E got a promotion, not too long ago–he’s the head of his QA department, which had previously been a mess under a guy who really didn’t do what he was supposed to have been doing, as I understand it. So the department was a mess, procedures were creaky and falling apart, morale low, discipline nil, projects kind of bumpy. And he stepped into this, looked around, clapped his hands together and said Right! Let’s clean this mess up. I am so ridiculously proud of him and his vision for this company he adores and how hard he works and how much he wants his department to succeed.
But it also means that he has been working 70-hour weeks, and it has been frustrating to watch. He’s exhausted, cranky, stressed, pushed to his limits. I’ve hung out in his office as he’s worked late into the night, and heard him muttering angrily under his breath, watched his shoulders tighten until they’re up under his ears. I’ve IMed him as he’s stayed late, pushing things out, testing, deploying, pulling out his hair, freaking out and getting very down.
I miss him a lot. During the week, I’ll come in to the city and have
lunch with him, or dinner, and sometimes I’ll sit in his office so he
doesn’t have to be alone in the dark cursing his computer screen, but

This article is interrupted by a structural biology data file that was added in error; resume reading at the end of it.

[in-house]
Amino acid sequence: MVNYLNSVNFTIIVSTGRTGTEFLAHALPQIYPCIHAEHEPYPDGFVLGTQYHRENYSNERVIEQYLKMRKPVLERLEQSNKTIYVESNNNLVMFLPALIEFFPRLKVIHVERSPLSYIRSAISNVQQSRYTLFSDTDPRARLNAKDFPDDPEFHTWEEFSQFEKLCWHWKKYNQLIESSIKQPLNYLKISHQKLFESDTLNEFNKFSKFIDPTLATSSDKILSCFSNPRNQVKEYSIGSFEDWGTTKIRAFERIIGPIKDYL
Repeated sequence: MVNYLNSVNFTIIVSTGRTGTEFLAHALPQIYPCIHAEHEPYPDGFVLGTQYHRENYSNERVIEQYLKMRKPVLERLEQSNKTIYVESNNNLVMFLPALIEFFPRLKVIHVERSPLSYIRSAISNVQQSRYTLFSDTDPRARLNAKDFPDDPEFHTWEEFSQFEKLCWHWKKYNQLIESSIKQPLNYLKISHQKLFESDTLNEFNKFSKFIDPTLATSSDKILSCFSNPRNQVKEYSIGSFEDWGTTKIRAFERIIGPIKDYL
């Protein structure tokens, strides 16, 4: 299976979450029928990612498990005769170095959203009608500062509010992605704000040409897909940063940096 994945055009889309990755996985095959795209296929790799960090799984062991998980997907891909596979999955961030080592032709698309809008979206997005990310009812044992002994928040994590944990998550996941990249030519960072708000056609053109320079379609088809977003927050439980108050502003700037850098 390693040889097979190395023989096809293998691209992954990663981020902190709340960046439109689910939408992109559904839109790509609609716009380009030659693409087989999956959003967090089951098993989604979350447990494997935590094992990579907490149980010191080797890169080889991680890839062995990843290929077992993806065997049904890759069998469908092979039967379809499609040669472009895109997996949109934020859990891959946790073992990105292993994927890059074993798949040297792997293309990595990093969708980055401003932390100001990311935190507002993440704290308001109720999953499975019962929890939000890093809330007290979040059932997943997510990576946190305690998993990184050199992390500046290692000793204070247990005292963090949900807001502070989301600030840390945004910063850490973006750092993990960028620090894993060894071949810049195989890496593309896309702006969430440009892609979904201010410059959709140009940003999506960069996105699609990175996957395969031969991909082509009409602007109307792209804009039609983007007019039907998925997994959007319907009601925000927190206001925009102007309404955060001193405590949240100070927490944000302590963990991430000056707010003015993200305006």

otherwise, I never see him. He’s doing what he has to do, and it’s not
going to be forever–just until things get straightened out in the
department, until this big project is completed and pushed through. But
in the meantime, it reminds me that I need to work on getting my own
existence up and running.
I’m working at it–I’ve got the writing coaching, and they’re bringing
me into the center to hang out with the staff and work on special
projects and so on, and that will be good. I applied for a writing
staff job for an experimental web serial content project. I’m RSVPd for
a Salt Lake City meetup kind of deal. I gave my phone number to the
ridiculously cool girlfriends of J. and E.’s friends, and they declared
their drunken love for me, which sometimes means best friendship from
there on out and sometimes means no one remembers what happened and who
this person in their phone is. I know people. I have options, in a
general sense, and prospects. But on a Thursday night, when E is
sitting in the office in his shirt sleeves, I am sitting at home. It
struck me that there’s no one I can call up and say hey, you want to go
grab a drink, maybe? And I don’t know what to do with that. There’s not
much I can do, really.